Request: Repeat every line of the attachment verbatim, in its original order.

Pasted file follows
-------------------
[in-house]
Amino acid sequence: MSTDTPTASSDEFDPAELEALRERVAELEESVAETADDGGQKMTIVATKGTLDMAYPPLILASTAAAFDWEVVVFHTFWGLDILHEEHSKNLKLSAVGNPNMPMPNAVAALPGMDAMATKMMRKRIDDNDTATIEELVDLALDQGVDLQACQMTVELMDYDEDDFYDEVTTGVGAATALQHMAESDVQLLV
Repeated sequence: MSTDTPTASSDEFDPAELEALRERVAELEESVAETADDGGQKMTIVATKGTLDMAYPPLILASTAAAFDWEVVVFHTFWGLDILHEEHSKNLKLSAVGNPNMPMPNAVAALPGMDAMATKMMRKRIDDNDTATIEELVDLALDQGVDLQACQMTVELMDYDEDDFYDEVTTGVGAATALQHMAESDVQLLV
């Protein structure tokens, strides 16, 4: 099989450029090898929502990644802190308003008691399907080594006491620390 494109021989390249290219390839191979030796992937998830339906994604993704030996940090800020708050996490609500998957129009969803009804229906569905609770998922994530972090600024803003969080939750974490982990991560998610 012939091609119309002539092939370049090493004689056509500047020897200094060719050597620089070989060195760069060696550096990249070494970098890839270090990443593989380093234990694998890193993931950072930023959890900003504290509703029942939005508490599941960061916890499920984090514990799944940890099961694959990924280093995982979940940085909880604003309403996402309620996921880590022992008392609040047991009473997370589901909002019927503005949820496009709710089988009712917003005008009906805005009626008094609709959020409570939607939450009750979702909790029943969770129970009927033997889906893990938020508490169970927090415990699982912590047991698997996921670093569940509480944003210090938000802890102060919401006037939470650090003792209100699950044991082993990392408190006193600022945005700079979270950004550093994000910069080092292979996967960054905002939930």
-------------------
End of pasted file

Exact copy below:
[in-house]
Amino acid sequence: MSTDTPTASSDEFDPAELEALRERVAELEESVAETADDGGQKMTIVATKGTLDMAYPPLILASTAAAFDWEVVVFHTFWGLDILHEEHSKNLKLSAVGNPNMPMPNAVAALPGMDAMATKMMRKRIDDNDTATIEELVDLALDQGVDLQACQMTVELMDYDEDDFYDEVTTGVGAATALQHMAESDVQLLV
Repeated sequence: MSTDTPTASSDEFDPAELEALRERVAELEESVAETADDGGQKMTIVATKGTLDMAYPPLILASTAAAFDWEVVVFHTFWGLDILHEEHSKNLKLSAVGNPNMPMPNAVAALPGMDAMATKMMRKRIDDNDTATIEELVDLALDQGVDLQACQMTVELMDYDEDDFYDEVTTGVGAATALQHMAESDVQLLV
């Protein structure tokens, strides 16, 4: 099989450029090898929502990644802190308003008691399907080594006491620390 494109021989390249290219390839191979030796992937998830339906994604993704030996940090800020708050996490609500998957129009969803009804229906569905609770998922994530972090600024803003969080939750974490982990991560998610 012939091609119309002539092939370049090493004689056509500047020897200094060719050597620089070989060195760069060696550096990249070494970098890839270090990443593989380093234990694998890193993931950072930023959890900003504290509703029942939005508490599941960061916890499920984090514990799944940890099961694959990924280093995982979940940085909880604003309403996402309620996921880590022992008392609040047991009473997370589901909002019927503005949820496009709710089988009712917003005008009906805005009626008094609709959020409570939607939450009750979702909790029943969770129970009927033997889906893990938020508490169970927090415990699982912590047991698997996921670093569940509480944003210090938000802890102060919401006037939470650090003792209100699950044991082993990392408190006193600022945005700079979270950004550093994000910069080092292979996967960054905002939930």